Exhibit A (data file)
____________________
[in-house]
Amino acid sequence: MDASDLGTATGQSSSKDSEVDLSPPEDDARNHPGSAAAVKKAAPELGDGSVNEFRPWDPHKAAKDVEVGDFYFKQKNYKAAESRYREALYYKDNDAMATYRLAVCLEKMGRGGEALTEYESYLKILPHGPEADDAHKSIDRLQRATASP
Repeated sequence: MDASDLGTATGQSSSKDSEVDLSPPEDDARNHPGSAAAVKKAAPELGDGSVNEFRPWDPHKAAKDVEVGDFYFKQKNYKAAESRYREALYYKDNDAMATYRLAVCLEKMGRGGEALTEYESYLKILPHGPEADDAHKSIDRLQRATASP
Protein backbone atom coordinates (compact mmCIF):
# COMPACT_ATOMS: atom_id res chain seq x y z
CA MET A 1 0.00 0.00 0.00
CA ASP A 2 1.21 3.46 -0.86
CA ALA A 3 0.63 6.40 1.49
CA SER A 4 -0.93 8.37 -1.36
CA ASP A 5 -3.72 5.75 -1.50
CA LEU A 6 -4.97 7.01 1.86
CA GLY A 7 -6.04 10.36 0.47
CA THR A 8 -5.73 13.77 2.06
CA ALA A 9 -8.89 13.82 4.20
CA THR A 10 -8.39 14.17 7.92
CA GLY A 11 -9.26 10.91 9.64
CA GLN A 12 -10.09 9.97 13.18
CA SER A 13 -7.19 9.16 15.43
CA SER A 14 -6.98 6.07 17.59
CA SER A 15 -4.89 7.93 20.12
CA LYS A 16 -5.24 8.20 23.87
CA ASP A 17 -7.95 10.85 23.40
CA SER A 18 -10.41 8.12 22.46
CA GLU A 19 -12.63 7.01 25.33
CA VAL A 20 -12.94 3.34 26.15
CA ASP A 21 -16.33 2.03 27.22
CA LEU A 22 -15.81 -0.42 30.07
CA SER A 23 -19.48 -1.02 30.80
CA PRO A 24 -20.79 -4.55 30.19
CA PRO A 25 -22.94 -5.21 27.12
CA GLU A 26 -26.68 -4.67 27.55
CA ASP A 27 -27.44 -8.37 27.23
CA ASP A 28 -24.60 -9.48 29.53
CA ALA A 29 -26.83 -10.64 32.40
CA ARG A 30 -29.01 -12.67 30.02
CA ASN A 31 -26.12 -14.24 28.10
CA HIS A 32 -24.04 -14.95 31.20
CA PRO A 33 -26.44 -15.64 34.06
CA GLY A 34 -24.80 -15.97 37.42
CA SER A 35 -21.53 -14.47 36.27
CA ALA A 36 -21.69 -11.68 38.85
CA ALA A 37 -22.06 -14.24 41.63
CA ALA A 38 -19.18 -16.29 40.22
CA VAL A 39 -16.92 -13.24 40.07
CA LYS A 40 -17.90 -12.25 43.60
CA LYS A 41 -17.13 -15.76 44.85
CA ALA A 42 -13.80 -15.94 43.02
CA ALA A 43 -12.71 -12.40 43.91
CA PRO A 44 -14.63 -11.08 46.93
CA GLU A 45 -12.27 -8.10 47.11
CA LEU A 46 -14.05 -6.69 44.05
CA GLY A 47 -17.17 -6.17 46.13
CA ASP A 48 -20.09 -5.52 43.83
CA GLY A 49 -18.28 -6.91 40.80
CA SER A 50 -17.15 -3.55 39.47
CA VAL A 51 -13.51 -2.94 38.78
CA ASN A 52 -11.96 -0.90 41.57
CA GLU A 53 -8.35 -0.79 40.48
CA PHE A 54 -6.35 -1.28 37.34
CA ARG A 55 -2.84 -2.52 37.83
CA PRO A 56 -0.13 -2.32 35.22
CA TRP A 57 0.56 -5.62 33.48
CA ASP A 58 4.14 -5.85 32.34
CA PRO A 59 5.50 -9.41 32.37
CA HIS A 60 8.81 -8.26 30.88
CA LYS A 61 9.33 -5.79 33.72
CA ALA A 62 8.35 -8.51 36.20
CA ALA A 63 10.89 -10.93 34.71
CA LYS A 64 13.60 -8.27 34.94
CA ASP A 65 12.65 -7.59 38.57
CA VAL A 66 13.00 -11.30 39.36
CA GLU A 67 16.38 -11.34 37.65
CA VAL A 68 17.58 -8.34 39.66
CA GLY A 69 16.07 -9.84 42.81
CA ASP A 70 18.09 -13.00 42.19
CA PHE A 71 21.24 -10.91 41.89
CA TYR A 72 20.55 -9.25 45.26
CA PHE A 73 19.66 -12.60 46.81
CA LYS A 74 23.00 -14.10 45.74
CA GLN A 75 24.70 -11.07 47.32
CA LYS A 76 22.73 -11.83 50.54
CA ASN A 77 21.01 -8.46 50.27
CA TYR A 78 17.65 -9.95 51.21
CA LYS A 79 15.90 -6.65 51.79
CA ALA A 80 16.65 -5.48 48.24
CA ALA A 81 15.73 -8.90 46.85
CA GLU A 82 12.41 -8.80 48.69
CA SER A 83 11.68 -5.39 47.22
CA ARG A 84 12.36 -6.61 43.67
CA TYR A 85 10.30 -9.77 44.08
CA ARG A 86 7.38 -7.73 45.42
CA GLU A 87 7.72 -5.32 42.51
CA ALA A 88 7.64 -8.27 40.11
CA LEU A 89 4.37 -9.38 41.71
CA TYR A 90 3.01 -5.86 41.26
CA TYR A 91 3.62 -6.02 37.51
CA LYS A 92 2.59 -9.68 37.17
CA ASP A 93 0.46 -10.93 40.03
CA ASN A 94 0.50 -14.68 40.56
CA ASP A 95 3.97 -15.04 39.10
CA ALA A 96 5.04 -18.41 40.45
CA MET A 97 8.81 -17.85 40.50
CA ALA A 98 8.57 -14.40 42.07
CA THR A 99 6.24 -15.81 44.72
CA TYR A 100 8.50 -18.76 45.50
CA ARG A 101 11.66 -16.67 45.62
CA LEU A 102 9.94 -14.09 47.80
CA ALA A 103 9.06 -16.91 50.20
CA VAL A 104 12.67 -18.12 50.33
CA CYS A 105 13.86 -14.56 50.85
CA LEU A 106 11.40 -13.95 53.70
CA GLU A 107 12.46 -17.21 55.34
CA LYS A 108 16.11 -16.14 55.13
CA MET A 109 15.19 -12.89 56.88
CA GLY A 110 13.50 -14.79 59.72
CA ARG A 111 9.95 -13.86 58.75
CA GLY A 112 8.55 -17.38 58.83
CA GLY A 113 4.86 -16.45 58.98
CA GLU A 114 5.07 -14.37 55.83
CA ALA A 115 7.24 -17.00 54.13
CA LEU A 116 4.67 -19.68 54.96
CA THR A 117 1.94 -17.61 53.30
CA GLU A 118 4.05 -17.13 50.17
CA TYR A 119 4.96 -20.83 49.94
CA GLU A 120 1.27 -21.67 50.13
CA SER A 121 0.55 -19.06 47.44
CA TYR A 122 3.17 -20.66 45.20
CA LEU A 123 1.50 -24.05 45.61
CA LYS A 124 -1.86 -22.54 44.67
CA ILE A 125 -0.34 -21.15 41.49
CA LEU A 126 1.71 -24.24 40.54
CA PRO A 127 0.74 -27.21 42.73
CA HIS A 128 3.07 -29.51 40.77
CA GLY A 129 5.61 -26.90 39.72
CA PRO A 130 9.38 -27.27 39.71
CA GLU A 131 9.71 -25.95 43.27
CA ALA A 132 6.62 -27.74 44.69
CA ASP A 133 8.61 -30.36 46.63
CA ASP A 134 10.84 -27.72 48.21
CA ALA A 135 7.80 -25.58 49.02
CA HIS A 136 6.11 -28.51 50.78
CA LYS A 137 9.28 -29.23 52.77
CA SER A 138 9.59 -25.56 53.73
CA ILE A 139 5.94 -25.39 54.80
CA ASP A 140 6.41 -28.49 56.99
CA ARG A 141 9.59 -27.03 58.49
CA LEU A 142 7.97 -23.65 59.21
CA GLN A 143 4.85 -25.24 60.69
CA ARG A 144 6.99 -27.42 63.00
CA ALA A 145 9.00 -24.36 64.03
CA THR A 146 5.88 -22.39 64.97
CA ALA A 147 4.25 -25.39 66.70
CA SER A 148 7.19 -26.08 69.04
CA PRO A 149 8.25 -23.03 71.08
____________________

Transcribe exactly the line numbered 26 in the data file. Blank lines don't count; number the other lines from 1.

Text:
CA ASP A 21 -16.33 2.03 27.22